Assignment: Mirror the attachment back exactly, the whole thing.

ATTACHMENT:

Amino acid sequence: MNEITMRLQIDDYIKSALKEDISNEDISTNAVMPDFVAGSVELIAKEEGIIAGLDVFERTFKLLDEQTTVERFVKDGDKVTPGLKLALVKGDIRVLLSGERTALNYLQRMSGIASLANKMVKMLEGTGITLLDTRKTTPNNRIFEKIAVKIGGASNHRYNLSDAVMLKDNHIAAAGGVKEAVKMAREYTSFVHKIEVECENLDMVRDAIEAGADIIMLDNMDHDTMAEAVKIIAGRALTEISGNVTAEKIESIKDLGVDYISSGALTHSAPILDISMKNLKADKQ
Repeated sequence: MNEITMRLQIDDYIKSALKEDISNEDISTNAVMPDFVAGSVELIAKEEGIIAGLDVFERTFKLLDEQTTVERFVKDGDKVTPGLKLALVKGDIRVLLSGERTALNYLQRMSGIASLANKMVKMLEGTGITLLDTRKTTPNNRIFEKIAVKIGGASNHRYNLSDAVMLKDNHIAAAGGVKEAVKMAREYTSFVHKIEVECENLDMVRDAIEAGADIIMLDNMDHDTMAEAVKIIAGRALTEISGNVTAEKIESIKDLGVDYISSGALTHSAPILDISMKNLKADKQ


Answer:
Amino acid sequence: MNEITMRLQIDDYIKSALKEDISNEDISTNAVMPDFVAGSVELIAKEEGIIAGLDVFERTFKLLDEQTTVERFVKDGDKVTPGLKLALVKGDIRVLLSGERTALNYLQRMSGIASLANKMVKMLEGTGITLLDTRKTTPNNRIFEKIAVKIGGASNHRYNLSDAVMLKDNHIAAAGGVKEAVKMAREYTSFVHKIEVECENLDMVRDAIEAGADIIMLDNMDHDTMAEAVKIIAGRALTEISGNVTAEKIESIKDLGVDYISSGALTHSAPILDISMKNLKADKQ
Repeated sequence: MNEITMRLQIDDYIKSALKEDISNEDISTNAVMPDFVAGSVELIAKEEGIIAGLDVFERTFKLLDEQTTVERFVKDGDKVTPGLKLALVKGDIRVLLSGERTALNYLQRMSGIASLANKMVKMLEGTGITLLDTRKTTPNNRIFEKIAVKIGGASNHRYNLSDAVMLKDNHIAAAGGVKEAVKMAREYTSFVHKIEVECENLDMVRDAIEAGADIIMLDNMDHDTMAEAVKIIAGRALTEISGNVTAEKIESIKDLGVDYISSGALTHSAPILDISMKNLKADKQ